Zozobra -- Harmonic Tremors
[SIZE="4"][B]ZOZOBRA-[/B] [I]Harmonic Tremors[/I][/SIZE] [SIZE="4"](Hydra Head Records)[/SIZE]
With a band compromised solely of two ex-OLD MAN GLOOM members, it seems logical that the music (and name, if you know the story) of ZOZOBRA will reflect the same kind of quirkiness and creativity that describes their former band. Indeed it does, albeit to varying degrees of success, on the group's debut [I]Harmonic Tremors[/I], the first album of 2007 to be released by the always-excellent Hydra Head Records. Brainchild of guitarist/vocalist Caleb Scotfield (who was also part of the influential alternative rock band CAVE IN), ZOZOBRA live up to the wonderful aesthetic of their name by creating an album that is not easy to categorize at all, though the elements that make up the songs on [I]Harmonic Tremors[/I] are pretty easily distinguishable, ranging from psychedelic to sludge to alternative to hardcore and more. The vocals are generally where the hardcore elements come out, providing an aggressive edge when appropriate. However, Scotfield also uses clean vocals much of the time, which give off a 90's alternative rock feel. The drumming of Santos Montano is also highly inventive and essential to the ZOZOBRA sound, without his playing the music would definitely not come out in the same way, about as big a compliment as can be paid to a drummer. His snare sound is also among the best that I've heard. There is no doubt that this album takes multiple listens to sink in, and can be a little hard to adjust to at first, but it clearly possess its own strange atmosphere, one of star-filled New Mexico night skies wandering through endless desert landscapes just before the sun rises. When a band can take their surroundings into account when making music and somehow communicate that through sound, its one of the most amazing things in the world, and while ZOZOBRA still need some time to perfect this art, [I]Harmonic Tremors[/I] remains a solid work of art that falls into its own special niche.
While the music varies quite a bit through the album, and even within the songs themselves, it never ends up sounding merely like different genres thrown together merely for the sake of doing so, which is a style better suited for the more eclectic acts that are focused less on creating a album that communicates emotion than one to showcase their music skills, which clearly ZOZOBRA possess without having to flaunt excessively. The heavy sludge vibe of the brilliant "Soon To Follow" is underlined by some subtle guitar effects that add that spacey vibe to the punishing riffs, followed by a shift to some stoner rock stylings. The album opener "The Blessing" really encapsulates ZOZOBRA's sound, while "Levitator" includes a vaguely industrial element to accompany a stirring post-rock main riff. Some killer bass groove stomp out of songs like "Invisible Wolves" and "The Vast Expanse", the later of which might have the most incredible atmosphere on the whole album, along with Scotfield's best singing on the record. Some of the other tunes like "Caldera" and "Peripheral Lows" don't carry the same weightiness of the rest of the album to me, though they don't sound out of context and fit in with the atmosphere. In such cases when the happier alternative rock influence comes out more prominently, its not as powerful and doesn't provide much more than a counterpart to the denser moments. The one time they really nail the melding of the two sides I think is in the closer "A Distant Star Fades", a song with overall less heaviness but nonetheless still powerful, with the crushing final riff section just towering over everything.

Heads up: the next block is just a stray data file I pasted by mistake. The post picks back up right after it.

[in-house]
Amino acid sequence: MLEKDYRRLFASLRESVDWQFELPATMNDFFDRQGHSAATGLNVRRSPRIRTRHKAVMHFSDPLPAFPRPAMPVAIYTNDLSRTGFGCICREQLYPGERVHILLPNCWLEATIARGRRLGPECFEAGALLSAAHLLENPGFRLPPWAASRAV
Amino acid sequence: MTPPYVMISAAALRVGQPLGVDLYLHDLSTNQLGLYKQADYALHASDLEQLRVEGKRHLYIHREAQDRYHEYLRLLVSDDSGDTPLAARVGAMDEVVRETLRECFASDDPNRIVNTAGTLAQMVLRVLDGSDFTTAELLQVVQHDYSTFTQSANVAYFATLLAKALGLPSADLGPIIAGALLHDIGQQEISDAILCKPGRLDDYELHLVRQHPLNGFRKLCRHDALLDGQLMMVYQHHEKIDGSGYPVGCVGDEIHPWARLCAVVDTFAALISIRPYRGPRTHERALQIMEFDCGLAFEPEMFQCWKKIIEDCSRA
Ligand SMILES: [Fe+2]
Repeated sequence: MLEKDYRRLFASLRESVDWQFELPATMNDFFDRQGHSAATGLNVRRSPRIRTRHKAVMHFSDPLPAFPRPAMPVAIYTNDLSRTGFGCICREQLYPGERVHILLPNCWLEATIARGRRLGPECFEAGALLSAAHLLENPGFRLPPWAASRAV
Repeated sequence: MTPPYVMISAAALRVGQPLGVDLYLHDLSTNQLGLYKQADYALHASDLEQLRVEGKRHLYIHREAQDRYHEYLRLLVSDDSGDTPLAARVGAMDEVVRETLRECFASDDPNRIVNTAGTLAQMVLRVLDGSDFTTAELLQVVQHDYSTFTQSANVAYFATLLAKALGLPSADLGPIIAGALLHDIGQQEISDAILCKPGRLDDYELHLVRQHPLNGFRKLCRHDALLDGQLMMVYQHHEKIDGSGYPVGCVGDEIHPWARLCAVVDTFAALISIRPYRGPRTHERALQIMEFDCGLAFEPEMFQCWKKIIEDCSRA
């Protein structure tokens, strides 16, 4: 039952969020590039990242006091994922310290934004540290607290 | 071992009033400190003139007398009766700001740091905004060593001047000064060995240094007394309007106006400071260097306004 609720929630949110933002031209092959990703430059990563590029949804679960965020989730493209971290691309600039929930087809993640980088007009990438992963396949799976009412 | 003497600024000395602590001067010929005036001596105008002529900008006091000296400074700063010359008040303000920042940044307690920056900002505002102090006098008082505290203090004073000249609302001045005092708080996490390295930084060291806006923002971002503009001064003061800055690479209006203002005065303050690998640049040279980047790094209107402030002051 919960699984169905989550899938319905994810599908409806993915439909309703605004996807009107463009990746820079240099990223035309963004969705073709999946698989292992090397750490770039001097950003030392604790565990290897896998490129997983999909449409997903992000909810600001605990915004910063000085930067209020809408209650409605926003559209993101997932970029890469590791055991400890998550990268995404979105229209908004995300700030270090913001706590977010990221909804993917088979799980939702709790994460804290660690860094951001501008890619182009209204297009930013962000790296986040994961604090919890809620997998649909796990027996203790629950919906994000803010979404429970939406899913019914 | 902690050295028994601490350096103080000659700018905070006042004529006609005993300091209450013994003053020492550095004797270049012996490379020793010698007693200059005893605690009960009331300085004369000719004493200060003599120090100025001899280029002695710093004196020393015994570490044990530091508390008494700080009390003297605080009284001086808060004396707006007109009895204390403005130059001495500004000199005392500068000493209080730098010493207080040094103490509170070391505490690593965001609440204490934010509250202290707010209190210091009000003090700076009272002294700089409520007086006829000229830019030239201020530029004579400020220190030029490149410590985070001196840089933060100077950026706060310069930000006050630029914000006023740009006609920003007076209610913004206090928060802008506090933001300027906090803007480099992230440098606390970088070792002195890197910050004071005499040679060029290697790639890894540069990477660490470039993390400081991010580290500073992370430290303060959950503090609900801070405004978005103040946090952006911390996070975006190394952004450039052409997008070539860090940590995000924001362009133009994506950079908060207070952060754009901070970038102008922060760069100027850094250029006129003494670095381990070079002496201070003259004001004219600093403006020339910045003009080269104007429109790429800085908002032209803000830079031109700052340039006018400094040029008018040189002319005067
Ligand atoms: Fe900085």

ZOZOBRA have succeeded in making their presence felt in the underground music world with [I]Harmonic Tremors[/I], and hopefully this will only be the start to a great line of albums from these two great musicians.
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